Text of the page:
Peer reviews for our books

Steve Seven's book; "The Idea of the Archetype", has greatly helped to broaden and deepen my understanding and appreciation of the influential role the instincts, and, thereby the archetypes, play in our psychology. Particularly the role they play in our daily lives and in our interactions with others. This has gone a long way toward helping me to being a more effective agent in the sessions with my clients, helping them to know themselves better and to grasp what is happening for them both personally and interpersonally. I have much appreciation for the work Steve has put in this endeavor.


Dr. Andrew Prokopis

M.ED, PSY.D

http://andrewprokopis.com/

Steve Seven is adept at explaining the psychological roots of alchemy and other esoteric spiritual disciplines and at placing them in their historical context. His work shows us a valuable path of spiritual progress.


John Opsopaus, PhD

http://opsopaus.com/

Author of:

"The Oracles of Apollo"

"The Pythagorean Tarot"



Dear Steve, Your book has good insights and I'm enjoying it. I've found it very informative in defining the broader concept of the archetypes. Kind regards, Bruce


Prof. Bruce MacLennan

Dept. of Electrical Engineering & Computer Science University of Tennessee

http://web.eecs.utk.edu/~mclennan/

Author of:

"Evolution, Jung, and Theurgy:

Their Role in Modern Neoplatonism"

"Psychological Effects of Henôsis"

and many other titles directly related to the archetype and depth psychology.


Dear Steve, I like [your books]. They show a great deal of sensibility and earnestness towards the subject. Warmly Teo


Prof. Teo Ruiz

Distinguished Professor & Robert and Dorothy Wellman Chair in Medieval History UCLA

http://www.history.ucla.edu/faculty/teofilo-ruiz


"Th

ere are many books with the words 'spiritual alchemy' in the title. There are very few that I would suggest that anyone should read to find out about alchemy. This is one of them. The author writes clearly and, it seems to me, writes of what he has experienced. His familiarity with a great many *real* mystical, philosophical and alchemical texts is apparent - and quite frankly that is rare - most people who write about this subject do not seem to have much idea about what they are writing about. The author has also been influenced by Carl Jung, in what seems to be a constructive way.

Most of the book consists of an explanation of the stages of the work. Now it needs to be said that there are many versions and orders of the stages, but the one chosen by the author makes sense and his explanations are useful and interesting. The stages of the 'physical' work, correspond to the phases of the 'soul work, and they interconnect. The book finishes with a short psycho-magical ritual, to incorporate and recognise the 'shadow'.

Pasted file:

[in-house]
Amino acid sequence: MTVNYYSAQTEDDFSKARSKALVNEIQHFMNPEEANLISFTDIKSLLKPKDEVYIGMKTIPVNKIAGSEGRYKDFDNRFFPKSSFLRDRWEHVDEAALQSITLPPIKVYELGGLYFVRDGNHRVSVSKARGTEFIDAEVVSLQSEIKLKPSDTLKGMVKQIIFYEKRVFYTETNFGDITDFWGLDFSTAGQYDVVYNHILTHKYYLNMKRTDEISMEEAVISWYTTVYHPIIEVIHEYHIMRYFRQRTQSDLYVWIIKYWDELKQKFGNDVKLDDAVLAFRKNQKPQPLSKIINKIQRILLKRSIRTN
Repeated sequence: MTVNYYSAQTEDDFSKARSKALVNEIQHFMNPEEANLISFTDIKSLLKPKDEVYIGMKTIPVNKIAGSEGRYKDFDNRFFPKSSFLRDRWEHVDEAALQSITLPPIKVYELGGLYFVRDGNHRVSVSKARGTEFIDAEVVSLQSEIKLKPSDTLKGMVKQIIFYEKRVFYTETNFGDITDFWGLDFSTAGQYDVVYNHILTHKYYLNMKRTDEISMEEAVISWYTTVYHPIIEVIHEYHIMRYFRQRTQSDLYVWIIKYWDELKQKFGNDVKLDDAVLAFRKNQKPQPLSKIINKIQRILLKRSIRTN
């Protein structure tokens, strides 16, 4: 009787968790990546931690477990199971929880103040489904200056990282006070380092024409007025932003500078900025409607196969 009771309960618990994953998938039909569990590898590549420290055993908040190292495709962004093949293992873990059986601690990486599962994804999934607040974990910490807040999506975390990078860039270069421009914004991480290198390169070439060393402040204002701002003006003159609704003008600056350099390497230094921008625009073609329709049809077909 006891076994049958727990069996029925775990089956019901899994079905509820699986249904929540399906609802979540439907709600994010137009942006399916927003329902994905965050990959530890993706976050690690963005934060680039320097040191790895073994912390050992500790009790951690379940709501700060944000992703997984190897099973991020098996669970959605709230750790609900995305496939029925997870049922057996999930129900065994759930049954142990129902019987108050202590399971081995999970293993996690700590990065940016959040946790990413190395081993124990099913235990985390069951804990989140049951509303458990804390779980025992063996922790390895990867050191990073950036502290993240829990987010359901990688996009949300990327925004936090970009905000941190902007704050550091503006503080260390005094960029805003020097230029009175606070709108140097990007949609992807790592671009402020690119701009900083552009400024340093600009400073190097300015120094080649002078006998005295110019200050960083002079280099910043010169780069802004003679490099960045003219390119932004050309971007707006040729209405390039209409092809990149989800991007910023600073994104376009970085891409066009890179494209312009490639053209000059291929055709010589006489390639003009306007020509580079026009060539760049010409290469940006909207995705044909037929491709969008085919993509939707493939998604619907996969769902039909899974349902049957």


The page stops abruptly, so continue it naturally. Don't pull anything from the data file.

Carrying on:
One way of looking at this book is as a series of short interconnected essays. This is good because, after the reader has read the whole book, the compact focus allows them to easily contemplate what is being said in each 'essay', and to elaborate it, feel it, and imagine it for themselves. This is an essential part of the alchemical practice - read, contemplate, and put to the test.

The texts can only guide you, you yourself have to do the engagement and test the texts for yourself. If you feel that something is not right for you, then maybe you need to know more.... may be it is not right for you.... again you contemplate and perceive the feeling.

Is it the whole truth? I would never say that about any alchemy, or mystical, book. Any outline of the mysteries and the practices is limited and therefore in some ways false. But more importantly, it points a way helpfully and clearly and is easily worth your effort and time.

This is an introduction, but the author has written many other, equally useful books which I bought as they were released. They are all excellent and I recommend all of them.


Jonathan Marshall PhD.  Future Fellow, University of Technology Sydney.
Author of:
Jung, Alchemy and History: A Critical Exposition of Jung's Theory of Alchemy.

Overview: If you are a “both/and” person, this book is for you. If you are interested in psychology, this book is for you. If you are doing theology in dialogue with psychology this book is for you. This “bridging” book refuses to stay in a disciplinary silo. Instead it opens the psychological discipline to the wisdom of ancient philosophy and current consciousness studies in theology.


Author Steve Seven will acquaint you with various schools of psychology, in particular the thought of Jung and Jung’s early mentor, Freud. But Seven, from personal experience, is convinced that psychology can be a doorway to what many psychologists want to ignore: the instinctual orientation of the human psyche toward spiritual transcendence.


Purpose of the Book: Seven seems to be asking the question, “Do archetypes illustrate certain characteristics of an a priori human instinctual unconscious?” (59) His whole purpose in this volume is to answer this question with a yes, and to build his case he needs to show the limitations of such giants as Jung and Freud. Seven will present evidence for an “…inherent drive for personal development,” (3) He will point out the inadequacy of the analytical school as spins its wheels overworking the concept of the archetype so that every symbolic vehicle simply mounts an unending list of archetypes. (5) He is convinced that Jung failed to recognize the differentiation between the innate contents of the instinctual unconscious and the subjective productions of the personal subconscious. (6) Seven will suggest that the great mistake of analytical psychology is to confuse the conscious symbols with the unconscious archetype, and he urges a return to the original understanding of the archetype as it is explained in Plato and his followers in the Western philosophical tradition. (46) Seven finds more solid ground in Freud for whom the archetype is not the image of the dreamer, but the catalyst and motivating drive behind it. The archetype actually brings forward a symbolic representation, not just of the personal nature, but also of the collective nature of the regression of the dream symbolism. (49) Seven quotes Freud (1913) in saying that “…we inherit an archaic constitution as an atavistic vestige.” (49)